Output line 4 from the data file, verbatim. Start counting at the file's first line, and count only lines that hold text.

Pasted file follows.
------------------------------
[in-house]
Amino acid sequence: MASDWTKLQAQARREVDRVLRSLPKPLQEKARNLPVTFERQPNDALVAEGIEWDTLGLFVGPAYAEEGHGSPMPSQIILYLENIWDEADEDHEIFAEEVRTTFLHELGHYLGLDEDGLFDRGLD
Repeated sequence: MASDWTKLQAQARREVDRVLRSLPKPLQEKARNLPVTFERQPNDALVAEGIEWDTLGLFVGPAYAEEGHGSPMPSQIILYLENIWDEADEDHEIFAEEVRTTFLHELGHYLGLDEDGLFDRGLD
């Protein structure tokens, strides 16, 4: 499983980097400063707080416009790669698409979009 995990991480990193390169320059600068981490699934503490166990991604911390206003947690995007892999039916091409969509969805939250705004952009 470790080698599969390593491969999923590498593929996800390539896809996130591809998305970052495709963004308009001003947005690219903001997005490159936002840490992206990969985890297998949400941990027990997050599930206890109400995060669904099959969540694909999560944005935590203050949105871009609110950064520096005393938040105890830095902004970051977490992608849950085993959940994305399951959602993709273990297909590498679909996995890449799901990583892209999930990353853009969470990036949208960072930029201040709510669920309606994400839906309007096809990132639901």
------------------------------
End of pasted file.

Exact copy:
């Protein structure tokens, strides 16, 4: 499983980097400063707080416009790669698409979009 995990991480990193390169320059600068981490699934503490166990991604911390206003947690995007892999039916091409969509969805939250705004952009 470790080698599969390593491969999923590498593929996800390539896809996130591809998305970052495709963004308009001003947005690219903001997005490159936002840490992206990969985890297998949400941990027990997050599930206890109400995060669904099959969540694909999560944005935590203050949105871009609110950064520096005393938040105890830095902004970051977490992608849950085993959940994305399951959602993709273990297909590498679909996995890449799901990583892209999930990353853009969470990036949208960072930029201040709510669920309606994400839906309007096809990132639901």